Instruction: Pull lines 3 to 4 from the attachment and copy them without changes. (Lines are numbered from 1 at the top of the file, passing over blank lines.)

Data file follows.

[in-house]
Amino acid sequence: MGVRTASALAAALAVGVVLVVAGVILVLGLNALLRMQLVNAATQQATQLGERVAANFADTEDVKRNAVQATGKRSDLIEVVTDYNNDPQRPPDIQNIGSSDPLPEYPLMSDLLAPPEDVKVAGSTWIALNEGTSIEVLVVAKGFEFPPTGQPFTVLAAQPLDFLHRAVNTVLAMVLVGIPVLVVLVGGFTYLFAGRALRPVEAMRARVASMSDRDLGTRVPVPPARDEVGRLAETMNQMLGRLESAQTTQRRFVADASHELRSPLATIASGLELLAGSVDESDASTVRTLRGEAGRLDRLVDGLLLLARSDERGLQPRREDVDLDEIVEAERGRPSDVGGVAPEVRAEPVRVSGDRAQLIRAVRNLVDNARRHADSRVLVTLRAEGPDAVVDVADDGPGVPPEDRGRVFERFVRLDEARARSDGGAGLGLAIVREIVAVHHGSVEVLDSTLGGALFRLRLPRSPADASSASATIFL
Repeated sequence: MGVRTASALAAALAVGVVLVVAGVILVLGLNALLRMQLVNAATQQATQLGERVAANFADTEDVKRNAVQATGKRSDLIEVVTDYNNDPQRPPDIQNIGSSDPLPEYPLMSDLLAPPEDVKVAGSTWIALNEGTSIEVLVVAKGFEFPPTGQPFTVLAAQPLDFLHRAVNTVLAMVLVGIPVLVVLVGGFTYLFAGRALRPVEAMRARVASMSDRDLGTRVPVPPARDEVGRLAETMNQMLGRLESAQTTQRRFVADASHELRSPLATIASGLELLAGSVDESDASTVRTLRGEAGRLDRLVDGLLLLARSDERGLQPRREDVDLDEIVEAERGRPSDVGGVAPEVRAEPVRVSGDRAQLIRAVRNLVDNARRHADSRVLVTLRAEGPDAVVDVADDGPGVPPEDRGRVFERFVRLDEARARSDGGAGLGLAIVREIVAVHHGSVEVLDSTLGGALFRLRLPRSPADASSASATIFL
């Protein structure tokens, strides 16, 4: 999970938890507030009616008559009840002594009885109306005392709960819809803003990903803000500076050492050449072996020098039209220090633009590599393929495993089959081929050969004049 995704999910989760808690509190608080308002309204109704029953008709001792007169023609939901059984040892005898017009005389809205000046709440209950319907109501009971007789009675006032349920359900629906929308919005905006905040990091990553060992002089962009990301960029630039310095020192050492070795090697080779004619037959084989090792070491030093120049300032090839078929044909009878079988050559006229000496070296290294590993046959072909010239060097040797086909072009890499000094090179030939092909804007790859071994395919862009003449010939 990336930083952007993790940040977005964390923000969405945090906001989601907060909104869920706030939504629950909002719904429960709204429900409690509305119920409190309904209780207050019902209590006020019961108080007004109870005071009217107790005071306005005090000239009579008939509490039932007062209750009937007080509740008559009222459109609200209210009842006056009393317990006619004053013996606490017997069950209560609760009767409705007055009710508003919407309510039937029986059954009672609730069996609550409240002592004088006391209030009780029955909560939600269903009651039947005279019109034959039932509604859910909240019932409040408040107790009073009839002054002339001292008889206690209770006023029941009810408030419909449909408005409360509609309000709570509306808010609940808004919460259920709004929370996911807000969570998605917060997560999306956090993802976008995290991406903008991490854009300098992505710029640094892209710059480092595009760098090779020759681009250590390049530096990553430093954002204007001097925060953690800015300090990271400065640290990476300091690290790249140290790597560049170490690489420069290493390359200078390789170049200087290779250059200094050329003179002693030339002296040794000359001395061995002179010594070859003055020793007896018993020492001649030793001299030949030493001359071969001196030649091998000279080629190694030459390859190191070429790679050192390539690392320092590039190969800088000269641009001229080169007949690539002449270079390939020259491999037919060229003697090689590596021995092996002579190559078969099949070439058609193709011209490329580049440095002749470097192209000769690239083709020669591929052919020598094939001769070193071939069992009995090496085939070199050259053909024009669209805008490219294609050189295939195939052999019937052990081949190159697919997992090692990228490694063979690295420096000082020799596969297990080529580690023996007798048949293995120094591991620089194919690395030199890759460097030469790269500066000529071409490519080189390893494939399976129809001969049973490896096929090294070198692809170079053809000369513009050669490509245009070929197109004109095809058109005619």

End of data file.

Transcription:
Repeated sequence: MGVRTASALAAALAVGVVLVVAGVILVLGLNALLRMQLVNAATQQATQLGERVAANFADTEDVKRNAVQATGKRSDLIEVVTDYNNDPQRPPDIQNIGSSDPLPEYPLMSDLLAPPEDVKVAGSTWIALNEGTSIEVLVVAKGFEFPPTGQPFTVLAAQPLDFLHRAVNTVLAMVLVGIPVLVVLVGGFTYLFAGRALRPVEAMRARVASMSDRDLGTRVPVPPARDEVGRLAETMNQMLGRLESAQTTQRRFVADASHELRSPLATIASGLELLAGSVDESDASTVRTLRGEAGRLDRLVDGLLLLARSDERGLQPRREDVDLDEIVEAERGRPSDVGGVAPEVRAEPVRVSGDRAQLIRAVRNLVDNARRHADSRVLVTLRAEGPDAVVDVADDGPGVPPEDRGRVFERFVRLDEARARSDGGAGLGLAIVREIVAVHHGSVEVLDSTLGGALFRLRLPRSPADASSASATIFL
């Protein structure tokens, strides 16, 4: 999970938890507030009616008559009840002594009885109306005392709960819809803003990903803000500076050492050449072996020098039209220090633009590599393929495993089959081929050969004049 995704999910989760808690509190608080308002309204109704029953008709001792007169023609939901059984040892005898017009005389809205000046709440209950319907109501009971007789009675006032349920359900629906929308919005905006905040990091990553060992002089962009990301960029630039310095020192050492070795090697080779004619037959084989090792070491030093120049300032090839078929044909009878079988050559006229000496070296290294590993046959072909010239060097040797086909072009890499000094090179030939092909804007790859071994395919862009003449010939 990336930083952007993790940040977005964390923000969405945090906001989601907060909104869920706030939504629950909002719904429960709204429900409690509305119920409190309904209780207050019902209590006020019961108080007004109870005071009217107790005071306005005090000239009579008939509490039932007062209750009937007080509740008559009222459109609200209210009842006056009393317990006619004053013996606490017997069950209560609760009767409705007055009710508003919407309510039937029986059954009672609730069996609550409240002592004088006391209030009780029955909560939600269903009651039947005279019109034959039932509604859910909240019932409040408040107790009073009839002054002339001292008889206690209770006023029941009810408030419909449909408005409360509609309000709570509306808010609940808004919460259920709004929370996911807000969570998605917060997560999306956090993802976008995290991406903008991490854009300098992505710029640094892209710059480092595009760098090779020759681009250590390049530096990553430093954002204007001097925060953690800015300090990271400065640290990476300091690290790249140290790597560049170490690489420069290493390359200078390789170049200087290779250059200094050329003179002693030339002296040794000359001395061995002179010594070859003055020793007896018993020492001649030793001299030949030493001359071969001196030649091998000279080629190694030459390859190191070429790679050192390539690392320092590039190969800088000269641009001229080169007949690539002449270079390939020259491999037919060229003697090689590596021995092996002579190559078969099949070439058609193709011209490329580049440095002749470097192209000769690239083709020669591929052919020598094939001769070193071939069992009995090496085939070199050259053909024009669209805008490219294609050189295939195939052999019937052990081949190159697919997992090692990228490694063979690295420096000082020799596969297990080529580690023996007798048949293995120094591991620089194919690395030199890759460097030469790269500066000529071409490519080189390893494939399976129809001969049973490896096929090294070198692809170079053809000369513009050669490509245009070929197109004109095809058109005619």